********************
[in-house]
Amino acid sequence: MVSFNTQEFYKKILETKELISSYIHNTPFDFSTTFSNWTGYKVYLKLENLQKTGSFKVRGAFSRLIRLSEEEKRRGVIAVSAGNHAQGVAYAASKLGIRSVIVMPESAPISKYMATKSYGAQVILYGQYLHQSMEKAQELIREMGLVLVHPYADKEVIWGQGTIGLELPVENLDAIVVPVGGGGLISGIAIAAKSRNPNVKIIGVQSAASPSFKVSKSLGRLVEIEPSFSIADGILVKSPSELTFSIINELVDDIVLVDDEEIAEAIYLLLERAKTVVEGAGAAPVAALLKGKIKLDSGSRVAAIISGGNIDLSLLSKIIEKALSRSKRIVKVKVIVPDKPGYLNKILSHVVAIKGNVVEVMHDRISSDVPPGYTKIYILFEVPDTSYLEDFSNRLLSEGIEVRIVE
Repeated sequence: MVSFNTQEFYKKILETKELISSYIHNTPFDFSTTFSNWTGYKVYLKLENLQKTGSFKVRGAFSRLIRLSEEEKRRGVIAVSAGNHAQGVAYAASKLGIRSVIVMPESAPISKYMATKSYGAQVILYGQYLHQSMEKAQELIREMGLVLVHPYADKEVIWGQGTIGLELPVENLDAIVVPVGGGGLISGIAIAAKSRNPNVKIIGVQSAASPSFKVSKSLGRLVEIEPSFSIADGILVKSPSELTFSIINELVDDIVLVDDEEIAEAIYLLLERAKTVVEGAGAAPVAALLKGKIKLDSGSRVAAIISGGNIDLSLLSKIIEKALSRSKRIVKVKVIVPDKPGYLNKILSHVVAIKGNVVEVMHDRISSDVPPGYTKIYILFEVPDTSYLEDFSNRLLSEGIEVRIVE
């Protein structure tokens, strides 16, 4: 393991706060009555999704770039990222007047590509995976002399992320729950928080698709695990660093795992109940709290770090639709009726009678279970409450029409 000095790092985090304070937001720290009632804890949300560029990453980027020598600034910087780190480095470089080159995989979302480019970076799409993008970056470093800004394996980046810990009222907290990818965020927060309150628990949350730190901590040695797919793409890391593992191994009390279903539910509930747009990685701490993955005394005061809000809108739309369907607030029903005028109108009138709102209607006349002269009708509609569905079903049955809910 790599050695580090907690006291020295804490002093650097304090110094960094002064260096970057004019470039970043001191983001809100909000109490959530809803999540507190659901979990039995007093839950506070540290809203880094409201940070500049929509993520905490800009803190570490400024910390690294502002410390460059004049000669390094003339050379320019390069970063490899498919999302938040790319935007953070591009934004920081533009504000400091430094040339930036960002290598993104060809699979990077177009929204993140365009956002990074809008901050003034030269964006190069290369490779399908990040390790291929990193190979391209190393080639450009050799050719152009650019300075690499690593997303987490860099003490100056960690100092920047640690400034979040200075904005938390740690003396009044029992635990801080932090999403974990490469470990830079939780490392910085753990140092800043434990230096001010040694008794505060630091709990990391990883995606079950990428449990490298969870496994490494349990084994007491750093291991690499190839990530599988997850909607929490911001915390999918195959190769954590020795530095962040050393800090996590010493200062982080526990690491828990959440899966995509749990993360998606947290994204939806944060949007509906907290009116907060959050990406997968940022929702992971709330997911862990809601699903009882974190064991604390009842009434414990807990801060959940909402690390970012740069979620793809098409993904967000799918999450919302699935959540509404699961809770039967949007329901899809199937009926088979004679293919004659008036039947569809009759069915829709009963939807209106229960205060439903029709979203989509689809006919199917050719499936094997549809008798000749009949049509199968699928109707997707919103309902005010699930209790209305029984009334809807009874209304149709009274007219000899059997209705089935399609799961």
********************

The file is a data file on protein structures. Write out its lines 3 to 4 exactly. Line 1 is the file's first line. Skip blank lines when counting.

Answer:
Repeated sequence: MVSFNTQEFYKKILETKELISSYIHNTPFDFSTTFSNWTGYKVYLKLENLQKTGSFKVRGAFSRLIRLSEEEKRRGVIAVSAGNHAQGVAYAASKLGIRSVIVMPESAPISKYMATKSYGAQVILYGQYLHQSMEKAQELIREMGLVLVHPYADKEVIWGQGTIGLELPVENLDAIVVPVGGGGLISGIAIAAKSRNPNVKIIGVQSAASPSFKVSKSLGRLVEIEPSFSIADGILVKSPSELTFSIINELVDDIVLVDDEEIAEAIYLLLERAKTVVEGAGAAPVAALLKGKIKLDSGSRVAAIISGGNIDLSLLSKIIEKALSRSKRIVKVKVIVPDKPGYLNKILSHVVAIKGNVVEVMHDRISSDVPPGYTKIYILFEVPDTSYLEDFSNRLLSEGIEVRIVE
């Protein structure tokens, strides 16, 4: 393991706060009555999704770039990222007047590509995976002399992320729950928080698709695990660093795992109940709290770090639709009726009678279970409450029409 000095790092985090304070937001720290009632804890949300560029990453980027020598600034910087780190480095470089080159995989979302480019970076799409993008970056470093800004394996980046810990009222907290990818965020927060309150628990949350730190901590040695797919793409890391593992191994009390279903539910509930747009990685701490993955005394005061809000809108739309369907607030029903005028109108009138709102209607006349002269009708509609569905079903049955809910 790599050695580090907690006291020295804490002093650097304090110094960094002064260096970057004019470039970043001191983001809100909000109490959530809803999540507190659901979990039995007093839950506070540290809203880094409201940070500049929509993520905490800009803190570490400024910390690294502002410390460059004049000669390094003339050379320019390069970063490899498919999302938040790319935007953070591009934004920081533009504000400091430094040339930036960002290598993104060809699979990077177009929204993140365009956002990074809008901050003034030269964006190069290369490779399908990040390790291929990193190979391209190393080639450009050799050719152009650019300075690499690593997303987490860099003490100056960690100092920047640690400034979040200075904005938390740690003396009044029992635990801080932090999403974990490469470990830079939780490392910085753990140092800043434990230096001010040694008794505060630091709990990391990883995606079950990428449990490298969870496994490494349990084994007491750093291991690499190839990530599988997850909607929490911001915390999918195959190769954590020795530095962040050393800090996590010493200062982080526990690491828990959440899966995509749990993360998606947290994204939806944060949007509906907290009116907060959050990406997968940022929702992971709330997911862990809601699903009882974190064991604390009842009434414990807990801060959940909402690390970012740069979620793809098409993904967000799918999450919302699935959540509404699961809770039967949007329901899809199937009926088979004679293919004659008036039947569809009759069915829709009963939807209106229960205060439903029709979203989509689809006919199917050719499936094997549809008798000749009949049509199968699928109707997707919103309902005010699930209790209305029984009334809807009874209304149709009274007219000899059997209705089935399609799961």